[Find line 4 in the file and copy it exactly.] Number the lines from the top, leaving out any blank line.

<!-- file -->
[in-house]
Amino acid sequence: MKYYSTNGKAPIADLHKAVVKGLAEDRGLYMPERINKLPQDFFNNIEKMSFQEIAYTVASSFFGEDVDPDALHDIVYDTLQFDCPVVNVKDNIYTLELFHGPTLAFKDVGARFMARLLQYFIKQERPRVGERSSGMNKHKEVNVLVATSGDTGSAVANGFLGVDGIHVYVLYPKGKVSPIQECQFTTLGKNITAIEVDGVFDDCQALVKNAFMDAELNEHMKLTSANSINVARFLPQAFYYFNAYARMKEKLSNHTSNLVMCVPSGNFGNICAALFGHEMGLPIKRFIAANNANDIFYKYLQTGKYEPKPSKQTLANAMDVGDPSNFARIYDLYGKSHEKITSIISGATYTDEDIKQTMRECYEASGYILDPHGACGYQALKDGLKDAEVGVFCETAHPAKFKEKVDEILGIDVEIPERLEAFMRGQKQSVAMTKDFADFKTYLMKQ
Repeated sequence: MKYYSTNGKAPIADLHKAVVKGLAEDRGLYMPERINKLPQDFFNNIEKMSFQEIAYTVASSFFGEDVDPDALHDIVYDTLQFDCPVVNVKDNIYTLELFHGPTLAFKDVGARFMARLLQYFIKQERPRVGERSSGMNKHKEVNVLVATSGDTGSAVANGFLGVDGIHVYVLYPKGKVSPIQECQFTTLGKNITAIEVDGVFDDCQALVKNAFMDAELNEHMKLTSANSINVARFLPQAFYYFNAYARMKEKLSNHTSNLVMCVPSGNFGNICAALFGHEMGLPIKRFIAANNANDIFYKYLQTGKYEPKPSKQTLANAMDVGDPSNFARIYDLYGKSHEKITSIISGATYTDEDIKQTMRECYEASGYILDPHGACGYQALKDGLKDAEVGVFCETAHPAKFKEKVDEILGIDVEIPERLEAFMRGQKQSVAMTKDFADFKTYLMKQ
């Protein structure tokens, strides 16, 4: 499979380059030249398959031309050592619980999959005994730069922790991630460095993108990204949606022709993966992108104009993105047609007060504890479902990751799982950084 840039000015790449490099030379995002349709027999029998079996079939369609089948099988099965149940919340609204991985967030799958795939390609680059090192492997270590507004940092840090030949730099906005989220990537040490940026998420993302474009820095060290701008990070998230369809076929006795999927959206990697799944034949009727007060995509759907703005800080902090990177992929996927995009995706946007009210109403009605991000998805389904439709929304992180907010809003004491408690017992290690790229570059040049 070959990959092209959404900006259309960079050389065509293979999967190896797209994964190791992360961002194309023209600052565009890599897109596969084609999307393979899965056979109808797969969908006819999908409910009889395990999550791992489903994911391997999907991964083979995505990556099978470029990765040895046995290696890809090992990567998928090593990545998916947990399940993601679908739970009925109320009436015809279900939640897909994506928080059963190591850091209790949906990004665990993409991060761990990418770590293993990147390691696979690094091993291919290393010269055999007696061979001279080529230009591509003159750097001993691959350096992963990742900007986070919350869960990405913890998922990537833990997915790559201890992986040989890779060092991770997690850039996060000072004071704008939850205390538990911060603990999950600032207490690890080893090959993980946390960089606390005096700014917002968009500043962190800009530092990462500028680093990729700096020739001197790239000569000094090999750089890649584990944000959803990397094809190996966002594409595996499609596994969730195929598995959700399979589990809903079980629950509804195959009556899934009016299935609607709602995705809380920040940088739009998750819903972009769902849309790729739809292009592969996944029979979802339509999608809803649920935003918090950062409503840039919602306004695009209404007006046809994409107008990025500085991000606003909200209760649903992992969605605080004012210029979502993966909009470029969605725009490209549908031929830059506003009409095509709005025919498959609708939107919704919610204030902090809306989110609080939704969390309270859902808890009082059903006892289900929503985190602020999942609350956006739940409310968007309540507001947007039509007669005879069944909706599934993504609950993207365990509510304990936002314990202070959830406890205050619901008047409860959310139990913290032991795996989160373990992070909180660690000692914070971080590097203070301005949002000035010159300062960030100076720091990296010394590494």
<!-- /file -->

């Protein structure tokens, strides 16, 4: 499979380059030249398959031309050592619980999959005994730069922790991630460095993108990204949606022709993966992108104009993105047609007060504890479902990751799982950084 840039000015790449490099030379995002349709027999029998079996079939369609089948099988099965149940919340609204991985967030799958795939390609680059090192492997270590507004940092840090030949730099906005989220990537040490940026998420993302474009820095060290701008990070998230369809076929006795999927959206990697799944034949009727007060995509759907703005800080902090990177992929996927995009995706946007009210109403009605991000998805389904439709929304992180907010809003004491408690017992290690790229570059040049 070959990959092209959404900006259309960079050389065509293979999967190896797209994964190791992360961002194309023209600052565009890599897109596969084609999307393979899965056979109808797969969908006819999908409910009889395990999550791992489903994911391997999907991964083979995505990556099978470029990765040895046995290696890809090992990567998928090593990545998916947990399940993601679908739970009925109320009436015809279900939640897909994506928080059963190591850091209790949906990004665990993409991060761990990418770590293993990147390691696979690094091993291919290393010269055999007696061979001279080529230009591509003159750097001993691959350096992963990742900007986070919350869960990405913890998922990537833990997915790559201890992986040989890779060092991770997690850039996060000072004071704008939850205390538990911060603990999950600032207490690890080893090959993980946390960089606390005096700014917002968009500043962190800009530092990462500028680093990729700096020739001197790239000569000094090999750089890649584990944000959803990397094809190996966002594409595996499609596994969730195929598995959700399979589990809903079980629950509804195959009556899934009016299935609607709602995705809380920040940088739009998750819903972009769902849309790729739809292009592969996944029979979802339509999608809803649920935003918090950062409503840039919602306004695009209404007006046809994409107008990025500085991000606003909200209760649903992992969605605080004012210029979502993966909009470029969605725009490209549908031929830059506003009409095509709005025919498959609708939107919704919610204030902090809306989110609080939704969390309270859902808890009082059903006892289900929503985190602020999942609350956006739940409310968007309540507001947007039509007669005879069944909706599934993504609950993207365990509510304990936002314990202070959830406890205050619901008047409860959310139990913290032991795996989160373990992070909180660690000692914070971080590097203070301005949002000035010159300062960030100076720091990296010394590494």